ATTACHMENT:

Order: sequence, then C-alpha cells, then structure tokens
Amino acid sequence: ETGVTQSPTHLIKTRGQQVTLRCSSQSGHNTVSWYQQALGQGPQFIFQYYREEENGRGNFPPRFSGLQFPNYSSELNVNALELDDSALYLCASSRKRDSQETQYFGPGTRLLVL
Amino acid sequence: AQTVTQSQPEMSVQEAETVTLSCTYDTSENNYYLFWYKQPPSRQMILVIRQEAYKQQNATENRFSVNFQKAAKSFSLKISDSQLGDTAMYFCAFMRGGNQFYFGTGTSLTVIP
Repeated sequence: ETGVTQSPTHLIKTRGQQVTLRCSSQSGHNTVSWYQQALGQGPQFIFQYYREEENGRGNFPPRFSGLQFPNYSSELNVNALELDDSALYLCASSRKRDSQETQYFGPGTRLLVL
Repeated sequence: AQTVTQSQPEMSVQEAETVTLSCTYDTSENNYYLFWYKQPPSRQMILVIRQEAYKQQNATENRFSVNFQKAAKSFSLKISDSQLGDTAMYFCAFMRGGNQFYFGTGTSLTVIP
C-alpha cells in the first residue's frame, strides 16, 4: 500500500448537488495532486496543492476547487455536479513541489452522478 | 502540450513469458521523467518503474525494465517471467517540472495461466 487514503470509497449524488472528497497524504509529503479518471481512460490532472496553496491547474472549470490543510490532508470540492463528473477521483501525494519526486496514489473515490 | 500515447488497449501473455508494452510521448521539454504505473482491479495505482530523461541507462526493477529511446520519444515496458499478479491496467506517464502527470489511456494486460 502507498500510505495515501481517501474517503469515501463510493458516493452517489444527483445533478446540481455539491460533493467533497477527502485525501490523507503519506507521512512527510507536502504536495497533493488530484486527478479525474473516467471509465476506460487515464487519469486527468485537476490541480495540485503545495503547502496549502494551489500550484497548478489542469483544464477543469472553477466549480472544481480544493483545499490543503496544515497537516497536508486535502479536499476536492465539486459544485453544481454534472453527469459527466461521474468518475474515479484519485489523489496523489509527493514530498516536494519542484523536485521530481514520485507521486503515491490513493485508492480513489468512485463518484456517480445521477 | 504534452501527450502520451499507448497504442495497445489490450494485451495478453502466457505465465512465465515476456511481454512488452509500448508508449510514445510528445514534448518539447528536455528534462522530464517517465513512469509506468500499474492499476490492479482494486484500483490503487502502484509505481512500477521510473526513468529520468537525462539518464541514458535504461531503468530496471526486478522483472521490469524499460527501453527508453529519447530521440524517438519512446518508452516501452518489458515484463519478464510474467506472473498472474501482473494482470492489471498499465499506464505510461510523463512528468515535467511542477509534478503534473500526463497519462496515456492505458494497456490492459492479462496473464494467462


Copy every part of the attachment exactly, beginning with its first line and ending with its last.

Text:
Order: sequence, then C-alpha cells, then structure tokens
Amino acid sequence: ETGVTQSPTHLIKTRGQQVTLRCSSQSGHNTVSWYQQALGQGPQFIFQYYREEENGRGNFPPRFSGLQFPNYSSELNVNALELDDSALYLCASSRKRDSQETQYFGPGTRLLVL
Amino acid sequence: AQTVTQSQPEMSVQEAETVTLSCTYDTSENNYYLFWYKQPPSRQMILVIRQEAYKQQNATENRFSVNFQKAAKSFSLKISDSQLGDTAMYFCAFMRGGNQFYFGTGTSLTVIP
Repeated sequence: ETGVTQSPTHLIKTRGQQVTLRCSSQSGHNTVSWYQQALGQGPQFIFQYYREEENGRGNFPPRFSGLQFPNYSSELNVNALELDDSALYLCASSRKRDSQETQYFGPGTRLLVL
Repeated sequence: AQTVTQSQPEMSVQEAETVTLSCTYDTSENNYYLFWYKQPPSRQMILVIRQEAYKQQNATENRFSVNFQKAAKSFSLKISDSQLGDTAMYFCAFMRGGNQFYFGTGTSLTVIP
C-alpha cells in the first residue's frame, strides 16, 4: 500500500448537488495532486496543492476547487455536479513541489452522478 | 502540450513469458521523467518503474525494465517471467517540472495461466 487514503470509497449524488472528497497524504509529503479518471481512460490532472496553496491547474472549470490543510490532508470540492463528473477521483501525494519526486496514489473515490 | 500515447488497449501473455508494452510521448521539454504505473482491479495505482530523461541507462526493477529511446520519444515496458499478479491496467506517464502527470489511456494486460 502507498500510505495515501481517501474517503469515501463510493458516493452517489444527483445533478446540481455539491460533493467533497477527502485525501490523507503519506507521512512527510507536502504536495497533493488530484486527478479525474473516467471509465476506460487515464487519469486527468485537476490541480495540485503545495503547502496549502494551489500550484497548478489542469483544464477543469472553477466549480472544481480544493483545499490543503496544515497537516497536508486535502479536499476536492465539486459544485453544481454534472453527469459527466461521474468518475474515479484519485489523489496523489509527493514530498516536494519542484523536485521530481514520485507521486503515491490513493485508492480513489468512485463518484456517480445521477 | 504534452501527450502520451499507448497504442495497445489490450494485451495478453502466457505465465512465465515476456511481454512488452509500448508508449510514445510528445514534448518539447528536455528534462522530464517517465513512469509506468500499474492499476490492479482494486484500483490503487502502484509505481512500477521510473526513468529520468537525462539518464541514458535504461531503468530496471526486478522483472521490469524499460527501453527508453529519447530521440524517438519512446518508452516501452518489458515484463519478464510474467506472473498472474501482473494482470492489471498499465499506464505510461510523463512528468515535467511542477509534478503534473500526463497519462496515456492505458494497456490492459492479462496473464494467462